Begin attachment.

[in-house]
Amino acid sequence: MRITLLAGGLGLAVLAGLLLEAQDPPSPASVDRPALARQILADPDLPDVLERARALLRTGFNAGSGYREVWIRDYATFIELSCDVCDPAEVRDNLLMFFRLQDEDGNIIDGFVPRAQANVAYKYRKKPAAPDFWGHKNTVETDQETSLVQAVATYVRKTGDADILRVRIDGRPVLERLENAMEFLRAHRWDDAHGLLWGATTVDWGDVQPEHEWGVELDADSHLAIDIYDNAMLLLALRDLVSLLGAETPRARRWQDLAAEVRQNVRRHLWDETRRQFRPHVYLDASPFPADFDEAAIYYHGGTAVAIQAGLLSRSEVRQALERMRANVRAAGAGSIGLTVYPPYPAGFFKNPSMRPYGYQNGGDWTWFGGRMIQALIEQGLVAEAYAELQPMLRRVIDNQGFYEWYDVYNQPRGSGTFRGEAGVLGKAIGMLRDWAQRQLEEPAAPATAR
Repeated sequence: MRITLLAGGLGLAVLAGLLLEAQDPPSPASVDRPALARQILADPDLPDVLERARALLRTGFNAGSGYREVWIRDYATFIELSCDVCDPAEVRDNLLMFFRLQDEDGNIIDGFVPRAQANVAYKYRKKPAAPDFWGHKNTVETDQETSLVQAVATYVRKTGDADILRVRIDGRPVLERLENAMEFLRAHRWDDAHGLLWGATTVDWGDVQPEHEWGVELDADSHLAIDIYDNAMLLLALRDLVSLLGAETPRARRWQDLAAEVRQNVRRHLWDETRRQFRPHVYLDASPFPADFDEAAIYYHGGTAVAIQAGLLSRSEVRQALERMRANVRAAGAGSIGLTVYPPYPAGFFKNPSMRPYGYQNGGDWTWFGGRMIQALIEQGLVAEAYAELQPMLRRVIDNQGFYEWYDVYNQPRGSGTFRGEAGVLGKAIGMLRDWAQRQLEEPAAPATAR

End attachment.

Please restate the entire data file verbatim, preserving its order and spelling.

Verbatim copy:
[in-house]
Amino acid sequence: MRITLLAGGLGLAVLAGLLLEAQDPPSPASVDRPALARQILADPDLPDVLERARALLRTGFNAGSGYREVWIRDYATFIELSCDVCDPAEVRDNLLMFFRLQDEDGNIIDGFVPRAQANVAYKYRKKPAAPDFWGHKNTVETDQETSLVQAVATYVRKTGDADILRVRIDGRPVLERLENAMEFLRAHRWDDAHGLLWGATTVDWGDVQPEHEWGVELDADSHLAIDIYDNAMLLLALRDLVSLLGAETPRARRWQDLAAEVRQNVRRHLWDETRRQFRPHVYLDASPFPADFDEAAIYYHGGTAVAIQAGLLSRSEVRQALERMRANVRAAGAGSIGLTVYPPYPAGFFKNPSMRPYGYQNGGDWTWFGGRMIQALIEQGLVAEAYAELQPMLRRVIDNQGFYEWYDVYNQPRGSGTFRGEAGVLGKAIGMLRDWAQRQLEEPAAPATAR
Repeated sequence: MRITLLAGGLGLAVLAGLLLEAQDPPSPASVDRPALARQILADPDLPDVLERARALLRTGFNAGSGYREVWIRDYATFIELSCDVCDPAEVRDNLLMFFRLQDEDGNIIDGFVPRAQANVAYKYRKKPAAPDFWGHKNTVETDQETSLVQAVATYVRKTGDADILRVRIDGRPVLERLENAMEFLRAHRWDDAHGLLWGATTVDWGDVQPEHEWGVELDADSHLAIDIYDNAMLLLALRDLVSLLGAETPRARRWQDLAAEVRQNVRRHLWDETRRQFRPHVYLDASPFPADFDEAAIYYHGGTAVAIQAGLLSRSEVRQALERMRANVRAAGAGSIGLTVYPPYPAGFFKNPSMRPYGYQNGGDWTWFGGRMIQALIEQGLVAEAYAELQPMLRRVIDNQGFYEWYDVYNQPRGSGTFRGEAGVLGKAIGMLRDWAQRQLEEPAAPATAR